A Feminist in Love
My first word was love. I have been saying the word ever since. Eleven years later I learned the word feminism. I have been choking on it ever since.
Throughout the subtle persistence of feminism in my life, I never understood how I existed within its reign. Because I look at these all powerful feminists that change the world and I cower in their presence. I have fought against and alongside the power that comes with feminism and still do not know if I have come out as a victor.
I gave a twenty minute speech about the sexism of the exclamation mark with thirty six sources and my male professor grumbled that I had no proof. It made me question if feminism even existed. However, fifteen emails later, my professor gave me the A that I knew that I deserved. Three months later, four girls in my class told me that the speech changed their lives. However what the girls don’t know is, at the end of the day, when it was quiet and there was only the sound of cicadas and crickets, I would beg any man that disagreed with me in that room to love me. Because society has convinced me that I should get on my hands and my knees for some man to say that he loves me and mean it. So, is it possible to be both unabashedly independent and hopelessly romantic?
I have always lived in two worlds: one where I am in love and one where I am strong. When I am in love I drift through my days. When I am in love there is no time or date or reason. When I am in love it is only me and my love. The first time I thought I was in love, Sean asked me if I was “one of those good feminists.” I smiled and watered down my anger only for him to spit fire back at me three months later. But, ultimately, when the love fades and there’s nothing left but myself, I am unstoppable. I am so strong that I solve world peace and world hunger and cure cancer. I do a million things all at once so I don’t even have time to be in love.
Someday I will fall in love. I know that. My mother laughs about my wedding with her friends and my dad shakes his head at walking me down the aisle. Everyone says it is inevitable. It’s all there. But, what if I miss it? Or, even worse, what if I already have. What if I have been so worried about the patriarchy and the wage gap and sex crimes to see the boy across the street smile at me. What if my grandmother saying I am a catch isn’t enough. What if I need to be loved now. What if I need to know that they are out there — waiting for me like I am waiting for them.
Sometimes, when I am bold, I think I can be strong and in love at once. I can spend my days ruling the world and my nights ruling with him. But then, the sun sets and the truth comes flooding back — I have always been one or the other; maybe this is how I will always be.
My hometown friends and I have conversations that feel like deep breaths. We talk about the weight of societal expectations that we can never really lift. We talk about love — in all of its abstractions. We talk about how sometimes, when everything in life feels hazy and distant, love and expectations morph into one being: love being an expectation that we can never really meet; we can never really bask in. Therefore, to my hometown friends, and hopefully many other women, girlhood and womanhood feels like choosing to either be loud and opinionated, and consequently alone, or in love and, thus, stifled of your own voice.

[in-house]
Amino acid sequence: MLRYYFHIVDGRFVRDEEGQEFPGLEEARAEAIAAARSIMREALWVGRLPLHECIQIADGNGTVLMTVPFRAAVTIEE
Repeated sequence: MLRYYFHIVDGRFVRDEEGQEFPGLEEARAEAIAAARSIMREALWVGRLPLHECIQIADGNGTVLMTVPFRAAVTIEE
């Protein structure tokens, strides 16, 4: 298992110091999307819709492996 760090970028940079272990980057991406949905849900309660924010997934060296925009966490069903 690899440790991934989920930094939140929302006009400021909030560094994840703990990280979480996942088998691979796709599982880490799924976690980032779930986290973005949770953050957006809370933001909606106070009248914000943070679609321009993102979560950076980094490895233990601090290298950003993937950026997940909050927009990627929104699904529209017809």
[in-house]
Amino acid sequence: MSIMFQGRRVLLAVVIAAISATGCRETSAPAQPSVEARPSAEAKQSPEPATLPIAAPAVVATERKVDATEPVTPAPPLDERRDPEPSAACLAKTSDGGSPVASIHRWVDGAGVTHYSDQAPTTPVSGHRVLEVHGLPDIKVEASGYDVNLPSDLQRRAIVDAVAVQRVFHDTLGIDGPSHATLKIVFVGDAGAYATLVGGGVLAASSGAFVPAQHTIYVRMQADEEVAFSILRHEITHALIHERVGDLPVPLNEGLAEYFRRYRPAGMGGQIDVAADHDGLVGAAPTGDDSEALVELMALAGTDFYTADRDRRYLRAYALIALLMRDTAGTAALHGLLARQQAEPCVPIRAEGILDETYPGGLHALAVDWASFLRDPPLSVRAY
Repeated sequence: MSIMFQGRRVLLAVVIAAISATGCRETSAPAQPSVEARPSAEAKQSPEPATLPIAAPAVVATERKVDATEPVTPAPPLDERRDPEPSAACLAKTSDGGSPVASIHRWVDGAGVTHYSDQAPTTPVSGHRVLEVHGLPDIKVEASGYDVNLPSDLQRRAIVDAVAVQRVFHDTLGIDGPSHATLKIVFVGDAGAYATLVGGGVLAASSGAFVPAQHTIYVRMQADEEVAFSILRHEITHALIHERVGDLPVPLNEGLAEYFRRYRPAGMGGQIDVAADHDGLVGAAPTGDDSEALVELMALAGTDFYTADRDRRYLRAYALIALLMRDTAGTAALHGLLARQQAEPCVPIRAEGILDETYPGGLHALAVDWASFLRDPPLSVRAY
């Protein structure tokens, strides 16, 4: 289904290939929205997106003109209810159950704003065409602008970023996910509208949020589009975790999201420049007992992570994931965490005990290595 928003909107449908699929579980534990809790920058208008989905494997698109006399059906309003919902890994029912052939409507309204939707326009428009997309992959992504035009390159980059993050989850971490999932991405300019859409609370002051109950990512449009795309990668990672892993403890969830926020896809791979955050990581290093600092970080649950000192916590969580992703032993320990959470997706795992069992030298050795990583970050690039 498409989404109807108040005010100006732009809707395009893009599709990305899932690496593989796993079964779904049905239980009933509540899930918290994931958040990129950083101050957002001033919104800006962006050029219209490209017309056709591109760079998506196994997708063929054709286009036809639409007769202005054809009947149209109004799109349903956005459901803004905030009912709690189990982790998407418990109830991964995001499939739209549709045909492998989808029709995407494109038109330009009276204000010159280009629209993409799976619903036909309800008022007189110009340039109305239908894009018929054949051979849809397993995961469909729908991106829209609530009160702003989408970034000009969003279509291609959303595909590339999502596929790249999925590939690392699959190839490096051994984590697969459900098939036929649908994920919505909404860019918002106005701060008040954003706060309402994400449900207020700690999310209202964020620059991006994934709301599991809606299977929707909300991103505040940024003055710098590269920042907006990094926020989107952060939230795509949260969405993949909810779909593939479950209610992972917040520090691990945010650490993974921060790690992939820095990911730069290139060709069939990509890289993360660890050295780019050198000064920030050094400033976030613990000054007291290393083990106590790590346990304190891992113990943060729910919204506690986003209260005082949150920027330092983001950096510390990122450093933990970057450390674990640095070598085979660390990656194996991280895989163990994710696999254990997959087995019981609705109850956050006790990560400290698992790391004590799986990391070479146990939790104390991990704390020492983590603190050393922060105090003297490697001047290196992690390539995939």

When you explore all that love has to offer, you learn that it comes hand-and-hand with sacrifice. Every relationship expert tells you that compromise is at the very heart of love. But at the same time, every feminist says that women should not sacrifice ourselves for the man before us. So we just have to live a life that contradicts itself? Instead, why don’t encourage young girls to see feminism as a root of existence instead of a coming of age realization. Instead, why don’t we coo at the baby that says “feminism” first and “love” eleven years later.
Ultimately, feminism exists for women specifically but for no specific woman. It is collectivism. It is against any force that denies equality. It promises that at the end of the day we have a choice, even if we don’t want to choose. Each heartbeat is proof of the women that came before; the women that will come from us. It is all there.
But, also, to exist for all women, feminism must morph into what we need it to be. Feminism has to be the soft voice lulling me to sleep; it has to be proof there is tomorrow when everyone else says it is not there. It is strong when I am weak and soft when I am hard.
Every woman will mostly likely, at some point, have to digest feminism while we are coming to terms with life. We have to learn not only who we are but who we are in the context of the patriarchy. Who we are to men, to fellow women, to ourselves, and to society as a whole. These perspectives get filtered into our consciousness while we are learning what love is. While we are deciding why it all matters and why everyone keeps saying that “all you need is love.” It all comes rushing in at the same time. And then we spend the rest of our lives filtering through all of it. And sometimes, when we are tired and sick of all of it, we put love and feminism, or love and strength, in different piles so far apart that they will never meet. That they will never bask in the sun at the same time. They will never be enjoyed together. But, maybe, when the time is right, they find their way to each other in the dark.
But who is to say. Not me.